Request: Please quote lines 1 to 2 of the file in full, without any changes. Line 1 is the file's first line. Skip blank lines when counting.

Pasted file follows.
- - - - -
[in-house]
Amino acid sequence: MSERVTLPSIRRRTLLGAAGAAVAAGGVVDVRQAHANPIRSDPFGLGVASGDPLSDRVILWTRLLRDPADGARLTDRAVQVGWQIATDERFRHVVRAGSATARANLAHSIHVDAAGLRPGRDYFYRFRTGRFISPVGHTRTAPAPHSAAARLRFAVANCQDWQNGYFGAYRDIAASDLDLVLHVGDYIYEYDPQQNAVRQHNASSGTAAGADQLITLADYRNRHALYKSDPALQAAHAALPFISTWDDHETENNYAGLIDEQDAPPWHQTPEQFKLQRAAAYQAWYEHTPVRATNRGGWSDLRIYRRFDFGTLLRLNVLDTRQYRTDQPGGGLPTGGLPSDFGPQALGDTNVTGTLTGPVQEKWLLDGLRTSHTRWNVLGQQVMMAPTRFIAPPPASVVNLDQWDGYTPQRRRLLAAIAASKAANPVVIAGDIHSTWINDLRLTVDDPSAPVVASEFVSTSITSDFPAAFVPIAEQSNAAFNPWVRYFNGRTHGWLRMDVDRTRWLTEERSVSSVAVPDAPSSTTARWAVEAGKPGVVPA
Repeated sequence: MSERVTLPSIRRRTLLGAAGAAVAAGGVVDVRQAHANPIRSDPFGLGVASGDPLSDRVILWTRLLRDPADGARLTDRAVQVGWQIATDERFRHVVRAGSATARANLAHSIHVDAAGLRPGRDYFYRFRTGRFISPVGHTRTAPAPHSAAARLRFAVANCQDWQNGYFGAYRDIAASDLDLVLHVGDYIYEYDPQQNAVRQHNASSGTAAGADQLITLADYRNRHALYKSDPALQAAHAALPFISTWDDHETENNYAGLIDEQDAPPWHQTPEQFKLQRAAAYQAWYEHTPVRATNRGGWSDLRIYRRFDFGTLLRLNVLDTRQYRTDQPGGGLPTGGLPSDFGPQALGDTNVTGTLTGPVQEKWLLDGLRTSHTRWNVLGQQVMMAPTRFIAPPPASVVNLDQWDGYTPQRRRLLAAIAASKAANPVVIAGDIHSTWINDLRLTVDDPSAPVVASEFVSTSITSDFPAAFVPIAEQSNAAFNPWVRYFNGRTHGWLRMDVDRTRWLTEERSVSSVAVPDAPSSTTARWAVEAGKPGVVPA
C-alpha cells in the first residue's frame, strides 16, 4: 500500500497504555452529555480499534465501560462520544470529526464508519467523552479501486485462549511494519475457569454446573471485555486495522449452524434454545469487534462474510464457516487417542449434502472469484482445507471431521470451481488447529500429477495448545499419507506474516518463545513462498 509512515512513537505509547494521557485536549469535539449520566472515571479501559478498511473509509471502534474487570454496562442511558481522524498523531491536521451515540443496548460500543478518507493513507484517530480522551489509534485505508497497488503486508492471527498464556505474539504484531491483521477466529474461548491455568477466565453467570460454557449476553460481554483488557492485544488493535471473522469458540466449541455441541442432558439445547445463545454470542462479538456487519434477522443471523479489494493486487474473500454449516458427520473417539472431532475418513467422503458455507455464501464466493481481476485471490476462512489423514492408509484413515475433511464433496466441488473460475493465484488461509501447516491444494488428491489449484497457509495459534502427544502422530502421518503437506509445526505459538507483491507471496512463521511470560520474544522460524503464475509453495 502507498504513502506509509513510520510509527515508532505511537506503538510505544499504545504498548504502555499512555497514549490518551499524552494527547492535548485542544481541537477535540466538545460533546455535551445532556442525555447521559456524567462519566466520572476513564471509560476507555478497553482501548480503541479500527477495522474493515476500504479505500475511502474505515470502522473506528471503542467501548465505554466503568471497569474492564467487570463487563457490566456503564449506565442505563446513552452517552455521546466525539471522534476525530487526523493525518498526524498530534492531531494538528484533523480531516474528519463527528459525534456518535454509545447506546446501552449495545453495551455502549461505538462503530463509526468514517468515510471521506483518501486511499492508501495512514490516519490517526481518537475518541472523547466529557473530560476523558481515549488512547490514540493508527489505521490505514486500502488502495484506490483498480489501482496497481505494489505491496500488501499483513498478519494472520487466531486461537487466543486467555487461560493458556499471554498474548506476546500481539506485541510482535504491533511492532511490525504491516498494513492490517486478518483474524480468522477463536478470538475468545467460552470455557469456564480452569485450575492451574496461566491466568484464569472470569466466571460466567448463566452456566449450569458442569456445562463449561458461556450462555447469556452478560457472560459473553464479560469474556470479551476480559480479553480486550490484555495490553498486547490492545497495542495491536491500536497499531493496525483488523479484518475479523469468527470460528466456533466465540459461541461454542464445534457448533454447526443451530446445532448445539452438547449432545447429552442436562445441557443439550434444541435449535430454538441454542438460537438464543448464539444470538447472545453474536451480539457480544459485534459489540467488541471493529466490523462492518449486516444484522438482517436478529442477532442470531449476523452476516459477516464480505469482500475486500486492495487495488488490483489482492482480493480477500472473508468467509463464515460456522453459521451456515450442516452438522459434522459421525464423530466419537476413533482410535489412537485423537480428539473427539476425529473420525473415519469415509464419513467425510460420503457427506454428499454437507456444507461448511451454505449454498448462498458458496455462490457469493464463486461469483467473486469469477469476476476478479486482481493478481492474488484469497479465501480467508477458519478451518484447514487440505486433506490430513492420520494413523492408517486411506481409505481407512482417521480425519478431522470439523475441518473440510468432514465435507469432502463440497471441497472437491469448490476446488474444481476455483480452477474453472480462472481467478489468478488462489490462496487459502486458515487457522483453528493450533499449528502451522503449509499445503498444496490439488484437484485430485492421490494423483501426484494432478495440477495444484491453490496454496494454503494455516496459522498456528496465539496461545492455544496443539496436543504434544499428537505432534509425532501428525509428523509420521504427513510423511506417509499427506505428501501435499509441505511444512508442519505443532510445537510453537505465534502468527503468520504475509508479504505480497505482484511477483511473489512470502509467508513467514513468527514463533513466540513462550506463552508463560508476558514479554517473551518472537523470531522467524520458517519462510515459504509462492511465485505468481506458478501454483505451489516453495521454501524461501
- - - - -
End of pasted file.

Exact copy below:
[in-house]
Amino acid sequence: MSERVTLPSIRRRTLLGAAGAAVAAGGVVDVRQAHANPIRSDPFGLGVASGDPLSDRVILWTRLLRDPADGARLTDRAVQVGWQIATDERFRHVVRAGSATARANLAHSIHVDAAGLRPGRDYFYRFRTGRFISPVGHTRTAPAPHSAAARLRFAVANCQDWQNGYFGAYRDIAASDLDLVLHVGDYIYEYDPQQNAVRQHNASSGTAAGADQLITLADYRNRHALYKSDPALQAAHAALPFISTWDDHETENNYAGLIDEQDAPPWHQTPEQFKLQRAAAYQAWYEHTPVRATNRGGWSDLRIYRRFDFGTLLRLNVLDTRQYRTDQPGGGLPTGGLPSDFGPQALGDTNVTGTLTGPVQEKWLLDGLRTSHTRWNVLGQQVMMAPTRFIAPPPASVVNLDQWDGYTPQRRRLLAAIAASKAANPVVIAGDIHSTWINDLRLTVDDPSAPVVASEFVSTSITSDFPAAFVPIAEQSNAAFNPWVRYFNGRTHGWLRMDVDRTRWLTEERSVSSVAVPDAPSSTTARWAVEAGKPGVVPA